Nidaros Cathedral Architecture
Norwegian king Olaf II Haraldsson died in 1030 in the battle of Stiklastadir and was buried in Nidaros, in the 70s of the 11th century a stone church was built over his tomb, in 1164 Olaf was canonized, and at the end of the 12th century the construction of the Cathedral began, which lasted about a hundred years. What the Cathedral looked like in the 13th century is unknown, since then it has been destroyed by fire several times and restored. Now we see the building, the restoration of which began at the end of the 19th century and ended in 2001.
The oldest, eastern part of the Cathedral is built in the Romano-Germanic style, characterized by massiveness, minimal decor and narrow windows.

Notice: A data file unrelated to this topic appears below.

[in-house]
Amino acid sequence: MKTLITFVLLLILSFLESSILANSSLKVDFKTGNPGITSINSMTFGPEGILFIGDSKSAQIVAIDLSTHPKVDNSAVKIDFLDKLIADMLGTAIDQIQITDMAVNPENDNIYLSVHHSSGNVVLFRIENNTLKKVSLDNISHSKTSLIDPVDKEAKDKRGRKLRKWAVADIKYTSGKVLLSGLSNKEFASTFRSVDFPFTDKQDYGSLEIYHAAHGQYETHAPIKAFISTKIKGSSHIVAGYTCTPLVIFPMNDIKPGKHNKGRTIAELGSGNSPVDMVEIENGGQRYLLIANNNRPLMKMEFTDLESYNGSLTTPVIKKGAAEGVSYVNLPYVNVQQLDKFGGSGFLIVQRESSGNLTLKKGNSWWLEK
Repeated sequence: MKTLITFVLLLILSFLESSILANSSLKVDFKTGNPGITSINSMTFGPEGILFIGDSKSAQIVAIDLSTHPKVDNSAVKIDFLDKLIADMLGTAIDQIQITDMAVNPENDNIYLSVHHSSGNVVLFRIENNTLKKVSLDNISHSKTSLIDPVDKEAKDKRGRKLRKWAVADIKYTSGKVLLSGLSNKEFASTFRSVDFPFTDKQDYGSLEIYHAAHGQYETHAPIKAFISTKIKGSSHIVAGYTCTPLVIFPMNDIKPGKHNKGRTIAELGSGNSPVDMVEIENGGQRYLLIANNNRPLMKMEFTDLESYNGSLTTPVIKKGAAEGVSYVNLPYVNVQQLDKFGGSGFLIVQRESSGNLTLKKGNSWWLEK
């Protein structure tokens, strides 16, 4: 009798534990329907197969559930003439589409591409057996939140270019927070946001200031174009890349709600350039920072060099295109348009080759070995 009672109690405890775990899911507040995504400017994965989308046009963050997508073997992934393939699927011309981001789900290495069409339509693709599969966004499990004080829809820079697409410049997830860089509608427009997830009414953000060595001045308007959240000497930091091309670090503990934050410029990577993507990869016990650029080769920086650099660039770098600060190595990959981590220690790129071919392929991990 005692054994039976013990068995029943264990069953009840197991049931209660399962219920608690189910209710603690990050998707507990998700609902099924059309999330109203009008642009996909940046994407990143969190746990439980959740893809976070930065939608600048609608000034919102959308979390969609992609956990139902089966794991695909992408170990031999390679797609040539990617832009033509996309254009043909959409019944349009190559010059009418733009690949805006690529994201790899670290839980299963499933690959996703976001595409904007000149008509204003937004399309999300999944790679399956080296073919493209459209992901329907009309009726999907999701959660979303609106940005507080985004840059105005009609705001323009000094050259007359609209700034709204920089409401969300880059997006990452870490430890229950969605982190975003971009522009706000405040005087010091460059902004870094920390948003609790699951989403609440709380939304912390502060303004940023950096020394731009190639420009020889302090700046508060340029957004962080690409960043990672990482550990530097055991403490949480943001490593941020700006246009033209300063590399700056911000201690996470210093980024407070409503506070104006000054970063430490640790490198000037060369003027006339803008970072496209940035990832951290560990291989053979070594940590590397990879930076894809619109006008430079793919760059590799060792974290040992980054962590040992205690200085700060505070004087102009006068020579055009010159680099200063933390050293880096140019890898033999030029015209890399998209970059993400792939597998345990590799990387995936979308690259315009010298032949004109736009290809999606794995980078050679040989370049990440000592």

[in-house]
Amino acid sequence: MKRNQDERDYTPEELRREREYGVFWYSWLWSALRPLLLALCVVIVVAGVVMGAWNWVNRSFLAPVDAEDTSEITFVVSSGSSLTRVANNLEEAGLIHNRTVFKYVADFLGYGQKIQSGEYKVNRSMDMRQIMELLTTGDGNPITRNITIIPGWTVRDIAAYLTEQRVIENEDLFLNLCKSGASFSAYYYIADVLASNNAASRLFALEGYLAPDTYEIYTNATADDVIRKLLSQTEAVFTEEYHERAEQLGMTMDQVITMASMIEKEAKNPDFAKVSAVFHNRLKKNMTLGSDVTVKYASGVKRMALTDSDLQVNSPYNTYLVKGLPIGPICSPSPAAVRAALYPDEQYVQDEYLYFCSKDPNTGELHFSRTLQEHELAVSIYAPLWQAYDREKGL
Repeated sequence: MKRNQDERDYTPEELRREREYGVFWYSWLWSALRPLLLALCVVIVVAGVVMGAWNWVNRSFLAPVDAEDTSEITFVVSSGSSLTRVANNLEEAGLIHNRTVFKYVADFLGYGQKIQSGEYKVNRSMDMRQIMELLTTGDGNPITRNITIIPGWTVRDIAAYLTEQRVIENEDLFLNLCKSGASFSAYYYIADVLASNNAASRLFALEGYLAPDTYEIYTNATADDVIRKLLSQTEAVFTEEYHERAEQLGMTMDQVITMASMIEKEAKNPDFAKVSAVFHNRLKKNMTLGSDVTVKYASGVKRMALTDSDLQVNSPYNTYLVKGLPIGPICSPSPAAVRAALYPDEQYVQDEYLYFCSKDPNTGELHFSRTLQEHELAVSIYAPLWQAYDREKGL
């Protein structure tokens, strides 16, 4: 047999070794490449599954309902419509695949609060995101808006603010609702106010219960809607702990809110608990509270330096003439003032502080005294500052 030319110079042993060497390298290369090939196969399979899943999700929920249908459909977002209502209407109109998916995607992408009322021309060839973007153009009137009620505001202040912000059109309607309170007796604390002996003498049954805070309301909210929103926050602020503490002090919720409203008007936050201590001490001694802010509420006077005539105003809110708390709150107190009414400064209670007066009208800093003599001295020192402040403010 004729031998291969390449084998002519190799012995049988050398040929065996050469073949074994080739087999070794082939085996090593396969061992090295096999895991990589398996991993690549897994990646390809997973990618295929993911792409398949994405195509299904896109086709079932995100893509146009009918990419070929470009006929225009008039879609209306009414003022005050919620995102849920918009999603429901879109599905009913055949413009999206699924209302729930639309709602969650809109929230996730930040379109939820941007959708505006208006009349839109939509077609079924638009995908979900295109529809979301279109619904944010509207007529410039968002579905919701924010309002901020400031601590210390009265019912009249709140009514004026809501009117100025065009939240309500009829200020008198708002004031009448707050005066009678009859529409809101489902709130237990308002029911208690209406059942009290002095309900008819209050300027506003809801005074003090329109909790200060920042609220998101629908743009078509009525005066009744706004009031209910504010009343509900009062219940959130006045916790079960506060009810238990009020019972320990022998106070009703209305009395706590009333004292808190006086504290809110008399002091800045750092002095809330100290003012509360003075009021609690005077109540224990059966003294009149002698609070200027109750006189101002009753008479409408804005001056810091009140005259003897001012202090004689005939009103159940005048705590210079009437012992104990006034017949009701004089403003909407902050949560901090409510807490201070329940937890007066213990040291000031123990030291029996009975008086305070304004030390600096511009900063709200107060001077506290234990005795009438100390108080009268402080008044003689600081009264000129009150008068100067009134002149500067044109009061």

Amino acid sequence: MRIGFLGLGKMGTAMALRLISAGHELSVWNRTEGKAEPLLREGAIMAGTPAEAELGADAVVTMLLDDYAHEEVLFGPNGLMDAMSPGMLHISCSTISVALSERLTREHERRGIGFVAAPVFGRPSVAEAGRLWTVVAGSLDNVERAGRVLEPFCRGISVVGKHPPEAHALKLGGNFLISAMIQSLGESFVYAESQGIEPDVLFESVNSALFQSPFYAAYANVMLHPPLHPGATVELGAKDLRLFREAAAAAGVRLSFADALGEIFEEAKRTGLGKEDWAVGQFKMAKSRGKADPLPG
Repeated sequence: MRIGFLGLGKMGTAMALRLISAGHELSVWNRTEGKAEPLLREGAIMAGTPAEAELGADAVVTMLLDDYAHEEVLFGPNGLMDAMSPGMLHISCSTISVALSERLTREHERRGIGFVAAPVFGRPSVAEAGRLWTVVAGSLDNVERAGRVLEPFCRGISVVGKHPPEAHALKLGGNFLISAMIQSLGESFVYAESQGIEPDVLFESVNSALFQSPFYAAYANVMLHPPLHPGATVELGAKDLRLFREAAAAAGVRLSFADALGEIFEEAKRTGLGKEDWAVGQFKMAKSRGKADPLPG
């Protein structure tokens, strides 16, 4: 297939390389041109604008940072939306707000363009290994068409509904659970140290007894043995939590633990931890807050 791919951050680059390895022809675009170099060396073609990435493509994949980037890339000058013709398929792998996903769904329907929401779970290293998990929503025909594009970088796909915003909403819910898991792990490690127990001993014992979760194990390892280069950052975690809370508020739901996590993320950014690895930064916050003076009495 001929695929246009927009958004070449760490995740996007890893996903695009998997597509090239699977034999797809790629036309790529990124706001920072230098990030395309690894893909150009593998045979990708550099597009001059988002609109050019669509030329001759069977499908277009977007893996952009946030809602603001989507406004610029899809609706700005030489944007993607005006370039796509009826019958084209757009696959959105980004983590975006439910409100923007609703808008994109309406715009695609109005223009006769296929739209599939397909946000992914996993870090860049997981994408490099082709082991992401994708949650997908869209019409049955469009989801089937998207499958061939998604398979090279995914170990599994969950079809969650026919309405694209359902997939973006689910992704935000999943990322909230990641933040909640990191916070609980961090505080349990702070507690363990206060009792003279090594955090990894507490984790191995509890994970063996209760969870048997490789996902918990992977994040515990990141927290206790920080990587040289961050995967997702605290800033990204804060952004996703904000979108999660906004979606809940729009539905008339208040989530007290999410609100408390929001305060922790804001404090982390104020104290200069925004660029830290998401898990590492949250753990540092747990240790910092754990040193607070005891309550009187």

The transept with side round rose windows, covered with an octagonal tent in the center, also belongs to the same period.
The semicircular arch of the portal in the South wing of the transept is decorated with a geometric ornament of triangular segments, above it we see the head of St. Olaf. Here is the main entrance to the Cathedral, from Torvet square directly to it goes Munkegata street.
The western part of the building was laid out in 1248, it is built in the Gothic style, with large openwork windows. The towers were built in the 20th century during the restoration process, or rather the creation of a new western facade in the French Gothic style. In the 70s of the 20th century, a sculpture of Michael the Archangel by Christopher Leydal appeared on one of the spires of the South tower. According to the author, he gave the Saint the features of American singer Bob Dylan in protest against the Vietnam war.
The Cathedral is open to the public from 9 to 14 hours, on Saturday from 9 to 13, on Sunday from 13 to 16.